Our favorite books of 2016

Fraction’s Favorite Photobooks of the Year

It’s our pleasure to present our favorite photography books from the last year (though one is much older).  We want to recognize the photographers and the publishers: thank you for producing these books, that we’ve enjoyed, that have made us think, and that have moved us.

Leo Hsu and Lauren Greenwald


From Lauren Greenwald:

The Meadow by Barbara Bosworth and Margot Anne Kelley (Radius Books)

This collaboration between photographer Bosworth and writer Kelley is a delightful, engrossing experience of a book. Together, they create a ‘deep map’ of a single place – a meadow in Carlisle, Massachusetts. A result of more than ten years of study and reflection, this beautiful tome (the word book seems too simplistic here) weaves together images, essays, poetry, field notes, maps, and arcana to create a meditative, intimate record of a place.

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Mississippi History by Maude Schuyler Clay (Steidl)

This gorgeous collection of color photographs spans more than 25 years; focusing on the people and landscape of the Mississippi Delta, and more specifically, representing a ‘personal history’ of the artist. In looking at the book, I feel a bit as if I am peeking into someone’s personal photo album without permission. The images are intimate, informal, and a little melancholy – but seductive as well. They offer a glimpse into a golden-hued world of our past, one that seems recognizable and otherworldly at the same time.

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Kitchen Table Series by Carrie Mae Weems (Damiani/Matsumoto Editions)

It’s thrilling to see the Kitchen Table Series, Weems’ seminal body of work, in a dedicated monograph. For those of us who have studied and taught these works over the years, this collection allows the viewer to experience the work in a manner as raw and intimate as the images themselves. Interspersing the lush black and white prints and with essays by contemporary scholars, this portrait of a woman is timeless, and required reading for anyone interested in self-imaging, or just in life itself.

Support Fraction by purchasing this book here.

Sweetheart Roller Skating Rink by Bill Yates (Fall Line Press)

This book is pure pleasure – a slice of time from the early 1970s, documenting a country roller skating rink in southern Florida. Nostalgia is at its best here, as you dive in to the images and come out the other side feeling invigorated, as impossibly young and vibrant as the skaters in the images. It’s easy, looking through this book, to remember being that age and in that state of mind - when the world is yours, and everything is new and exciting. Read my review of it here.

Elegy by Justin Kimball (Radius Books)

This brand new release is particularly timely – Justin Kimball has been photographing declining small towns in New York, Massachusetts, and Pennsylvania since 2012. The images of these struggling places and the people who inhabit them are lyrical, sympathetic, but unflinching in their honesty. This book will be reviewed in the December issue of Fraction.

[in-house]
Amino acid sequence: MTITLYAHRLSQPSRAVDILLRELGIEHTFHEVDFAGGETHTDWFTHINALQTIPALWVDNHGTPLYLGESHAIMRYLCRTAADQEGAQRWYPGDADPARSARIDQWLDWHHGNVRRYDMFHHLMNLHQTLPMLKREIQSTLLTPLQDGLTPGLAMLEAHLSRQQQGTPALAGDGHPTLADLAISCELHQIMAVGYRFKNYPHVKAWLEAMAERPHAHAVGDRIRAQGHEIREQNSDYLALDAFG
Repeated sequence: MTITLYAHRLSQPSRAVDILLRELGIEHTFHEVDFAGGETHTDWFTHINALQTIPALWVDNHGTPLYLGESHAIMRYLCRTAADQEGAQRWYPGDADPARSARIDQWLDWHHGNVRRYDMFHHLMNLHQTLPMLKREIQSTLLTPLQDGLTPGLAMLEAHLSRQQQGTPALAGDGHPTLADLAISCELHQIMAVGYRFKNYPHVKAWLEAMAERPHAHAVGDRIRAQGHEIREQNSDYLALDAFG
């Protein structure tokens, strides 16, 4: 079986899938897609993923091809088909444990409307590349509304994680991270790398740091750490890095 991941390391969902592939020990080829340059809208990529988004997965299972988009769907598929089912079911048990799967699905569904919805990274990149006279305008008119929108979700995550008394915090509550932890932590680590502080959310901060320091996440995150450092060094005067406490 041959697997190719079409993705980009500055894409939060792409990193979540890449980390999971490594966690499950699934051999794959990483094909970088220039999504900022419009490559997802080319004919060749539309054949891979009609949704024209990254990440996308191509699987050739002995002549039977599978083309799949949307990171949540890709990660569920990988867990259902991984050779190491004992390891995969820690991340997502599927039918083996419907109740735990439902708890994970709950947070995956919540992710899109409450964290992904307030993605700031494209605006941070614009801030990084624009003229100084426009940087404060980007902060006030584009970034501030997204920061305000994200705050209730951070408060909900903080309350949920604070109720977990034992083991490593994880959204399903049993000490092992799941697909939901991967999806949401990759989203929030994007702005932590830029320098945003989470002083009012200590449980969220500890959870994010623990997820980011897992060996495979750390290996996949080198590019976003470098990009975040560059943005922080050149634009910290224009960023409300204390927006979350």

Support Fraction by purchasing this book here.


From Leo Hsu:

Highway Kind by Justine Kurland (Aperture)

I loved Justine Kurland’s Highway Kind, which speaks both to American dreams and the transitions into self-awareness that characterize childhood.  Kurland wraps these two themes into one another beautifully.   Read my review here.

Support Fraction by purchasing this book here.

ZZYZX by Gregory Halpern (MACK)

ZZYZX’s brooding California photographs describe a fallen world and the people in it. The world as Halpern sees it is neither safe nor certain, but his vision is compelling and the pictures are striking. The effect is disconcerting yet the momentum feels irresistible.

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Speak Your Piece by Stacy Kranitz (Here Press)

Readers’ public declarations in the local Whitesburg, Kentucky newspaper portray the fabric of a community, reproduced in this little zine-ish book.  People confess their love, voice their anger and regrets, ask for forgiveness.  The phrases are straightforward but rich with gesture and detail just like Kranitz’s photographs.

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The Edge of the Earth: Climate Change in Photography and Video by Bénédicte Ramade (Black Dog)

Not a survey of photography and video dealing with the effects of climate change, the catalog for the 2016 exhibition at the Ryerson Image Center is much more ambitious. Ramade brings together work from the last half century to propose an aesthetics and iconography of the Anthropocene - this era in which humans have had the most substantial impact on planetary geology.  The result is dramatic and alienating.  We see there really is no place for us in the world that we have made.  But there is hope: the recognition of the magnitude of human consequence may lead to a change of mindset where thinking of environmental threat in terms of pollution alone has not.  

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Manzanar by Peter Wright and John Armor with photographs by Ansel Adams, (Times Books, 1988)

Ansel Adams' work on Manzanar, one of ten Japanese-American internment camps set up during the Second World War, has been on my mind recently.  Not published this year but easily available for a penny plus shipping on Amazon, this is required reading as the idea of what it means to be American is being challenged and in some cases twisted.  Photographs from Adams’ only documentary project are accompanied by a text describing the events leading up to internment, life in the camps, with focus on the publication of a newspaper within Manzanar.  In 1988, President Reagan signed the Civil Liberties Act to grant reparations and offer apology to the incarcerated Americans.